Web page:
I don’t know about morality lessons or curing America’s drinking problem; but I do know the Victorians have a good thing going with the carpet bed idea (see side bar)

Well, I think you have enough to get you started. And me? Sadly, the wind took my flour path willy-nilly and before I took proper notice, my oval turned into a zigzag. But you know what? It looks good anyway and that, ladies and gentlemen, is the real morality lesson – Mother Nature can make even the most inept gardener come off looking inspired because as John Keats once said;

A thing of beauty is a joy forever:
Its loveliness increases; it will never
Pass into nothingness.


Carpet Bedding

Remember that large oval or circle filled with flowers planted in a circular pattern? The carpet bed remains one of the easiest and most eye-catching ways to accentuate a front lawn.

Since my visit to the Physick Estate, I am now infused with neat and well-organized thoughts on how to create your very own carpet bed, which I will share with you before they slip away and I regress.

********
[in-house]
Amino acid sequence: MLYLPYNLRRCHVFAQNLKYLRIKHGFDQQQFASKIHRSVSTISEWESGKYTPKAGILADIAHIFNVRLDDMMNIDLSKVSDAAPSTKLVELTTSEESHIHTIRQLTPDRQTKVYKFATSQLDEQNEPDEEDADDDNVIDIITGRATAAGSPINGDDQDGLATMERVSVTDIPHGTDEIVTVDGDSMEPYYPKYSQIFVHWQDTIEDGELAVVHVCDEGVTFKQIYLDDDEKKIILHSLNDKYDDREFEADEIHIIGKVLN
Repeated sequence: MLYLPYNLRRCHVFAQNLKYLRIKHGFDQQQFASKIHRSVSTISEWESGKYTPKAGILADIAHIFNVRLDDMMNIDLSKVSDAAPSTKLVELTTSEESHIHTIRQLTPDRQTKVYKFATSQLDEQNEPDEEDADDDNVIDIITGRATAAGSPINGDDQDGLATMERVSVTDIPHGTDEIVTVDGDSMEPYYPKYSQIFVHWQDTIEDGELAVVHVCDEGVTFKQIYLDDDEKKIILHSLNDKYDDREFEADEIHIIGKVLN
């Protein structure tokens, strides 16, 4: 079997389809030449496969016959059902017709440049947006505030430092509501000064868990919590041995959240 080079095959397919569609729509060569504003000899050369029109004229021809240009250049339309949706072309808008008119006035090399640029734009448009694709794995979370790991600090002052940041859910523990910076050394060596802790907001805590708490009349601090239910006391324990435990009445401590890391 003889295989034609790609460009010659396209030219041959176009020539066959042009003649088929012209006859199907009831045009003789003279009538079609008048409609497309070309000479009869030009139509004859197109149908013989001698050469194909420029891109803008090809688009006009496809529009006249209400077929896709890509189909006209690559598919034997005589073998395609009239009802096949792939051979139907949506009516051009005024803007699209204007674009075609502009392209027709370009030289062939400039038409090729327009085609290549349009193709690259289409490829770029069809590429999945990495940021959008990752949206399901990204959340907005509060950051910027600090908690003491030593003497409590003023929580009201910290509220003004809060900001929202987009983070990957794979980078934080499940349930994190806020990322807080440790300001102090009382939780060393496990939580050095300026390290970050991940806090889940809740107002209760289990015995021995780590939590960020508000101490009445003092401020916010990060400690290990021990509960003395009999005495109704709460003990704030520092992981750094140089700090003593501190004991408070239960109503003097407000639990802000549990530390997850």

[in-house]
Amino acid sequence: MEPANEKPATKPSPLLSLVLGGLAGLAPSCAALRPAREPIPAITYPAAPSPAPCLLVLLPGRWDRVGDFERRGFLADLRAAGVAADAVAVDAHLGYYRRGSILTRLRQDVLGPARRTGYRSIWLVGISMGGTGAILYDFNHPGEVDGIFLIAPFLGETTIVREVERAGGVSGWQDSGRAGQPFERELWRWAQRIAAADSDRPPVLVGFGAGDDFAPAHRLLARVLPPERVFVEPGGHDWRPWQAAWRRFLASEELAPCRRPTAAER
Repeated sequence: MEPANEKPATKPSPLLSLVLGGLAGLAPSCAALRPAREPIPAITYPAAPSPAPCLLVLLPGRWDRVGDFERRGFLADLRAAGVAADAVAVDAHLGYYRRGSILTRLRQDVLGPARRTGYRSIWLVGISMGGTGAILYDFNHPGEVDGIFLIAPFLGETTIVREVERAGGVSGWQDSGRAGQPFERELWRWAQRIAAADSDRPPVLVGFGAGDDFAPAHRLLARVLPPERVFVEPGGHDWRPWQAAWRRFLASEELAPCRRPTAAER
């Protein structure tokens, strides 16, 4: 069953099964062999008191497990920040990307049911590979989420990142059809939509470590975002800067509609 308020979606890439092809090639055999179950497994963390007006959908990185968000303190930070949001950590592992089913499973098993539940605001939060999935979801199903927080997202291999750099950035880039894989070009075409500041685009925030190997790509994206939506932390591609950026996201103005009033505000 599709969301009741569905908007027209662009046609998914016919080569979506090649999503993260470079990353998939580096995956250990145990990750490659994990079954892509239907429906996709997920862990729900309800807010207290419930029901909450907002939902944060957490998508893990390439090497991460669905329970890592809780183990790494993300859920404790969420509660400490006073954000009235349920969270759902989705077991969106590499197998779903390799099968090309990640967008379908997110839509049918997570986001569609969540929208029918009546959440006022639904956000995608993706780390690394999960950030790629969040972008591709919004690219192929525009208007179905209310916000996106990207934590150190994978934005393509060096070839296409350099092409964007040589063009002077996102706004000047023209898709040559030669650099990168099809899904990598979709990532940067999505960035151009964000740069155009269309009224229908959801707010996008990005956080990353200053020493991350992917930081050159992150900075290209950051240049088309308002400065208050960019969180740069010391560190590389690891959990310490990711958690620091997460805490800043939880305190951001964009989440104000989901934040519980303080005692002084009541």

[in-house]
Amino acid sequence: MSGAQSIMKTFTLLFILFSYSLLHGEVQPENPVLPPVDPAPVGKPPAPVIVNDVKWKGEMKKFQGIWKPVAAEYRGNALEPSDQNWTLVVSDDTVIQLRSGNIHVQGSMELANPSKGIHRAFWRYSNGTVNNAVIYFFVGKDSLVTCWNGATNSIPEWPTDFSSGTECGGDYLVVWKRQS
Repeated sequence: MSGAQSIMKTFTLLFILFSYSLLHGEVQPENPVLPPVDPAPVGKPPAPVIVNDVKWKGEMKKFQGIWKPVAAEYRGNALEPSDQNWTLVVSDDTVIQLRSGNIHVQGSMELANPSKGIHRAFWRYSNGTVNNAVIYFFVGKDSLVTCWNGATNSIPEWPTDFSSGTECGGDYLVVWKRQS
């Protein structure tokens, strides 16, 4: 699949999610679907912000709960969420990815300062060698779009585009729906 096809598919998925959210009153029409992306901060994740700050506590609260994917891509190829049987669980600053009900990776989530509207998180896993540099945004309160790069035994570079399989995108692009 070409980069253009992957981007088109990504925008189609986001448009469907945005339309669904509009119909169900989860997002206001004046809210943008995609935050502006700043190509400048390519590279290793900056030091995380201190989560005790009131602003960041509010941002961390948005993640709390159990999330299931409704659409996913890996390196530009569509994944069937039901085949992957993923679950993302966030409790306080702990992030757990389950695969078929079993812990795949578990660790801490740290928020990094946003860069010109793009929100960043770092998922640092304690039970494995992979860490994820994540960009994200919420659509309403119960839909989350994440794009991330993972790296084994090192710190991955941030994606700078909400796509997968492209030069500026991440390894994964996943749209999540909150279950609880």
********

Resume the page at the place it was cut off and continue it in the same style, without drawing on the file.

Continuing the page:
To get started:

  • Measure off the area designated as your carpet bed.
  • Draw your pattern ahead of time on paper.
  • Till the bed, then, using a hose, mark your pattern.
  • Sprinkle flour along the hose so that you still have a pattern to guide you when you’re ready to plant.
  • Step away – once the flour is down – and take a look. Make whatever necessary adjustments you deem fit and start planting.
  • Remember to be bold and bright with your color schemes. For example plant blues next to yellows and purples next to oranges.
  • A look on the internet – if you’re not so lucky as to have a Hope Gaines nearby –should give you enough in the way of tips – just key in “Victorian gardening” and begin your search. One gardening design site suggested picking from among the following: Canna lilies, coleus, geraniums, red salvia, and cockscomb to insure a colorful planting. For the outer edging try trailing lobelia or alyssum.